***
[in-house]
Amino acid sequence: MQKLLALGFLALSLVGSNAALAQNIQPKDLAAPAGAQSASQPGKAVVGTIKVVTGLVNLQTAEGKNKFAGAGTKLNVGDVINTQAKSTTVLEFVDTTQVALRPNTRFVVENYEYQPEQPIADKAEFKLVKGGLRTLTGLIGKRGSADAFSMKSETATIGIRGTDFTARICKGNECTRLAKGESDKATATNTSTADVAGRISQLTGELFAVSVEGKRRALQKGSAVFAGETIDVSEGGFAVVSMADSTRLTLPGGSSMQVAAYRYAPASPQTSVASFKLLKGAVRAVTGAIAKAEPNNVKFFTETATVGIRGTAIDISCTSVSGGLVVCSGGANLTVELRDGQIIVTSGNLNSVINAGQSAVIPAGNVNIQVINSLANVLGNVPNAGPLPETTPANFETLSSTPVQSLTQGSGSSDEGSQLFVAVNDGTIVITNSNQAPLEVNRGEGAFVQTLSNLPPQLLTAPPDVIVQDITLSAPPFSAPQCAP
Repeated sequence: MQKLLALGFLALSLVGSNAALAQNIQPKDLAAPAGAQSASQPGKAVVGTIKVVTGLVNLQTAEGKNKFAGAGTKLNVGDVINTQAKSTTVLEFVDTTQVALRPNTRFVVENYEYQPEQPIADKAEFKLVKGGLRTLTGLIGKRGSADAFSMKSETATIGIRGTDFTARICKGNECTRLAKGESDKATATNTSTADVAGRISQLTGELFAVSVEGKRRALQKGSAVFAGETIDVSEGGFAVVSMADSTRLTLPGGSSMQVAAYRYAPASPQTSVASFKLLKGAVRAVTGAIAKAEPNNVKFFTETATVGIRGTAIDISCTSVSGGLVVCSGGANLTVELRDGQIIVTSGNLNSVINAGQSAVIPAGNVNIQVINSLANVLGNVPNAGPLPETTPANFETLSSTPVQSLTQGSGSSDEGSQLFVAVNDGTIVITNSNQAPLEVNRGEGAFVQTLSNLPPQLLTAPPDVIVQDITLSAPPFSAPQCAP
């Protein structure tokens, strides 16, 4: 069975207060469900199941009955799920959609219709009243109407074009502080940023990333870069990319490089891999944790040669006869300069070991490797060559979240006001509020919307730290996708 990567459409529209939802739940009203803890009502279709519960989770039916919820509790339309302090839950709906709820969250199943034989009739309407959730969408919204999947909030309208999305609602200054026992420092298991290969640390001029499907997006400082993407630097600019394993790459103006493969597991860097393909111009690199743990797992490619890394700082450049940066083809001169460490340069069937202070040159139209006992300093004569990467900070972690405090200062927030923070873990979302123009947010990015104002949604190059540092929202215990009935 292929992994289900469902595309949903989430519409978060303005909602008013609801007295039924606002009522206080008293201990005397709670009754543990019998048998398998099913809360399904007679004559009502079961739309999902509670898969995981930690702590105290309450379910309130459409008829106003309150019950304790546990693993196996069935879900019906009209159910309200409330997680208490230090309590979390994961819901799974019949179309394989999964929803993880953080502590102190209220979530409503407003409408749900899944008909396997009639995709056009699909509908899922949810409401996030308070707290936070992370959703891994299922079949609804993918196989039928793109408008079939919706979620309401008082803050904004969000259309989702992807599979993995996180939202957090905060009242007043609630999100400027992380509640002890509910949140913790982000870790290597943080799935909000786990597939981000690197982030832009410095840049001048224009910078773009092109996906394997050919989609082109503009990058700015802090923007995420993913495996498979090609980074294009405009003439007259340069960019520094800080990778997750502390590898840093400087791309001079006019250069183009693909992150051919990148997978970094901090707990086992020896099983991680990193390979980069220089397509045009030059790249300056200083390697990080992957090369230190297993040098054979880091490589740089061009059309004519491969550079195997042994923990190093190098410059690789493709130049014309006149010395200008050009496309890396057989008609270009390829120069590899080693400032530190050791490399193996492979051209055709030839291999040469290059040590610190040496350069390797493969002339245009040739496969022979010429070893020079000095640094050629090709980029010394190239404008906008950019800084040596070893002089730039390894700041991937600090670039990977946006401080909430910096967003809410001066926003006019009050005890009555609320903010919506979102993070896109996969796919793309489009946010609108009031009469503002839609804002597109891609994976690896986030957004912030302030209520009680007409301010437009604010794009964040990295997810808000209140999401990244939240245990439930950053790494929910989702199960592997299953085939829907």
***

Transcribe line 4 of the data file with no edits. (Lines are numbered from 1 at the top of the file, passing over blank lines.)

């Protein structure tokens, strides 16, 4: 069975207060469900199941009955799920959609219709009243109407074009502080940023990333870069990319490089891999944790040669006869300069070991490797060559979240006001509020919307730290996708 990567459409529209939802739940009203803890009502279709519960989770039916919820509790339309302090839950709906709820969250199943034989009739309407959730969408919204999947909030309208999305609602200054026992420092298991290969640390001029499907997006400082993407630097600019394993790459103006493969597991860097393909111009690199743990797992490619890394700082450049940066083809001169460490340069069937202070040159139209006992300093004569990467900070972690405090200062927030923070873990979302123009947010990015104002949604190059540092929202215990009935 292929992994289900469902595309949903989430519409978060303005909602008013609801007295039924606002009522206080008293201990005397709670009754543990019998048998398998099913809360399904007679004559009502079961739309999902509670898969995981930690702590105290309450379910309130459409008829106003309150019950304790546990693993196996069935879900019906009209159910309200409330997680208490230090309590979390994961819901799974019949179309394989999964929803993880953080502590102190209220979530409503407003409408749900899944008909396997009639995709056009699909509908899922949810409401996030308070707290936070992370959703891994299922079949609804993918196989039928793109408008079939919706979620309401008082803050904004969000259309989702992807599979993995996180939202957090905060009242007043609630999100400027992380509640002890509910949140913790982000870790290597943080799935909000786990597939981000690197982030832009410095840049001048224009910078773009092109996906394997050919989609082109503009990058700015802090923007995420993913495996498979090609980074294009405009003439007259340069960019520094800080990778997750502390590898840093400087791309001079006019250069183009693909992150051919990148997978970094901090707990086992020896099983991680990193390979980069220089397509045009030059790249300056200083390697990080992957090369230190297993040098054979880091490589740089061009059309004519491969550079195997042994923990190093190098410059690789493709130049014309006149010395200008050009496309890396057989008609270009390829120069590899080693400032530190050791490399193996492979051209055709030839291999040469290059040590610190040496350069390797493969002339245009040739496969022979010429070893020079000095640094050629090709980029010394190239404008906008950019800084040596070893002089730039390894700041991937600090670039990977946006401080909430910096967003809410001066926003006019009050005890009555609320903010919506979102993070896109996969796919793309489009946010609108009031009469503002839609804002597109891609994976690896986030957004912030302030209520009680007409301010437009604010794009964040990295997810808000209140999401990244939240245990439930950053790494929910989702199960592997299953085939829907």